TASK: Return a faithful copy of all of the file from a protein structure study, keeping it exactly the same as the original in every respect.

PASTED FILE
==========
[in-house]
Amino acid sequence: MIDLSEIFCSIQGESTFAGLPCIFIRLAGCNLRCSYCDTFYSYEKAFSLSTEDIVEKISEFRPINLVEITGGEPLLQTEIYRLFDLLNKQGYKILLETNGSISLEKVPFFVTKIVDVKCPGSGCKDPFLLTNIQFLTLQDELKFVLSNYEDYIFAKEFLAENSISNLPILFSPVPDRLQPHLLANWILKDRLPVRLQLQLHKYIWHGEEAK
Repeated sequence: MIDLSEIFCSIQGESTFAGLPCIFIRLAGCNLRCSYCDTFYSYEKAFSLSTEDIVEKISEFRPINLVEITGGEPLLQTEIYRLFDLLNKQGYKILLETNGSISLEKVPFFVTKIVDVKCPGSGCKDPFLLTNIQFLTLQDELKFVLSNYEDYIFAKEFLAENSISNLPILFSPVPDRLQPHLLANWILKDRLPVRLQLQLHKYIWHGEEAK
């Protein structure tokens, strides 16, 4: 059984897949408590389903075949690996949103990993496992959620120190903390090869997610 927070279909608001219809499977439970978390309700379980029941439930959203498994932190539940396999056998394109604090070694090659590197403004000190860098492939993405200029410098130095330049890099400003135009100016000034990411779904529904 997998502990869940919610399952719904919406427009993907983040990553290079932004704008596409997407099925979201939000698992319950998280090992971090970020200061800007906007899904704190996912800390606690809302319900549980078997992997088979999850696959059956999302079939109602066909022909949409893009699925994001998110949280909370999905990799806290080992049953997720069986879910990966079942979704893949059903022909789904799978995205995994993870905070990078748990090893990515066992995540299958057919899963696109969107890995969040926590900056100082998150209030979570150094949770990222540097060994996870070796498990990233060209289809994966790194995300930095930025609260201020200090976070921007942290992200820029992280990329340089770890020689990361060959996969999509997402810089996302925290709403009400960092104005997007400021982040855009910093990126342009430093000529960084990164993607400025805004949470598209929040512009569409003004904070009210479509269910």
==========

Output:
[in-house]
Amino acid sequence: MIDLSEIFCSIQGESTFAGLPCIFIRLAGCNLRCSYCDTFYSYEKAFSLSTEDIVEKISEFRPINLVEITGGEPLLQTEIYRLFDLLNKQGYKILLETNGSISLEKVPFFVTKIVDVKCPGSGCKDPFLLTNIQFLTLQDELKFVLSNYEDYIFAKEFLAENSISNLPILFSPVPDRLQPHLLANWILKDRLPVRLQLQLHKYIWHGEEAK
Repeated sequence: MIDLSEIFCSIQGESTFAGLPCIFIRLAGCNLRCSYCDTFYSYEKAFSLSTEDIVEKISEFRPINLVEITGGEPLLQTEIYRLFDLLNKQGYKILLETNGSISLEKVPFFVTKIVDVKCPGSGCKDPFLLTNIQFLTLQDELKFVLSNYEDYIFAKEFLAENSISNLPILFSPVPDRLQPHLLANWILKDRLPVRLQLQLHKYIWHGEEAK
């Protein structure tokens, strides 16, 4: 059984897949408590389903075949690996949103990993496992959620120190903390090869997610 927070279909608001219809499977439970978390309700379980029941439930959203498994932190539940396999056998394109604090070694090659590197403004000190860098492939993405200029410098130095330049890099400003135009100016000034990411779904529904 997998502990869940919610399952719904919406427009993907983040990553290079932004704008596409997407099925979201939000698992319950998280090992971090970020200061800007906007899904704190996912800390606690809302319900549980078997992997088979999850696959059956999302079939109602066909022909949409893009699925994001998110949280909370999905990799806290080992049953997720069986879910990966079942979704893949059903022909789904799978995205995994993870905070990078748990090893990515066992995540299958057919899963696109969107890995969040926590900056100082998150209030979570150094949770990222540097060994996870070796498990990233060209289809994966790194995300930095930025609260201020200090976070921007942290992200820029992280990329340089770890020689990361060959996969999509997402810089996302925290709403009400960092104005997007400021982040855009910093990126342009430093000529960084990164993607400025805004949470598209929040512009569409003004904070009210479509269910």